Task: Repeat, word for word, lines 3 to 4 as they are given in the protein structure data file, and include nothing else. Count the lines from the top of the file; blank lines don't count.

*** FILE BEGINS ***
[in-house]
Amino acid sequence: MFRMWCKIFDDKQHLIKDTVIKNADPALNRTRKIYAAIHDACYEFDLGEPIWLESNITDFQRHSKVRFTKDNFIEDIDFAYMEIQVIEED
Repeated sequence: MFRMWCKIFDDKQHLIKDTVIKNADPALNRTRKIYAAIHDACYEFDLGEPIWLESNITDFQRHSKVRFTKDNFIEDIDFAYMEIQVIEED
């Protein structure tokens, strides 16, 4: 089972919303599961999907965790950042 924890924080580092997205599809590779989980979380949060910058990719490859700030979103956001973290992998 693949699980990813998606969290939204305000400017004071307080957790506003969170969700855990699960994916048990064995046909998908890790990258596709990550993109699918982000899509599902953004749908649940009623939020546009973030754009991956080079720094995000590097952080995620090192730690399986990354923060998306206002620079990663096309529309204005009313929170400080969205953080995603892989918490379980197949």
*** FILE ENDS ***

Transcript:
Repeated sequence: MFRMWCKIFDDKQHLIKDTVIKNADPALNRTRKIYAAIHDACYEFDLGEPIWLESNITDFQRHSKVRFTKDNFIEDIDFAYMEIQVIEED
């Protein structure tokens, strides 16, 4: 089972919303599961999907965790950042 924890924080580092997205599809590779989980979380949060910058990719490859700030979103956001973290992998 693949699980990813998606969290939204305000400017004071307080957790506003969170969700855990699960994916048990064995046909998908890790990258596709990550993109699918982000899509599902953004749908649940009623939020546009973030754009991956080079720094995000590097952080995620090192730690399986990354923060998306206002620079990663096309529309204005009313929170400080969205953080995603892989918490379980197949």